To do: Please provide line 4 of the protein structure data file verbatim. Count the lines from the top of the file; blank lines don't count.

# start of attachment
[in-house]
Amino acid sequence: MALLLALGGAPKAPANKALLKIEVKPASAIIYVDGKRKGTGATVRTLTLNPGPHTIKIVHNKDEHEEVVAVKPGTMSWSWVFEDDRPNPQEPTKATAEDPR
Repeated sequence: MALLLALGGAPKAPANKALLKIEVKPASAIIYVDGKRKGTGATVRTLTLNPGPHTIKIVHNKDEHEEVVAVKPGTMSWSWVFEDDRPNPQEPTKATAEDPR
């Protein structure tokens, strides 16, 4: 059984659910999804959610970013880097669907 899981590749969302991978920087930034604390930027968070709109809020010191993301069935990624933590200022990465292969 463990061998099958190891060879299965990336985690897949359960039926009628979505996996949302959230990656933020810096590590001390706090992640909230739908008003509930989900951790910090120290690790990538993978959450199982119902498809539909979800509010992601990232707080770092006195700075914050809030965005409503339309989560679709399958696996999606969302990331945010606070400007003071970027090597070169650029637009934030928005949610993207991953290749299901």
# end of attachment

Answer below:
């Protein structure tokens, strides 16, 4: 059984659910999804959610970013880097669907 899981590749969302991978920087930034604390930027968070709109809020010191993301069935990624933590200022990465292969 463990061998099958190891060879299965990336985690897949359960039926009628979505996996949302959230990656933020810096590590001390706090992640909230739908008003509930989900951790910090120290690790990538993978959450199982119902498809539909979800509010992601990232707080770092006195700075914050809030965005409503339309989560679709399958696996999606969302990331945010606070400007003071970027090597070169650029637009934030928005949610993207991953290749299901």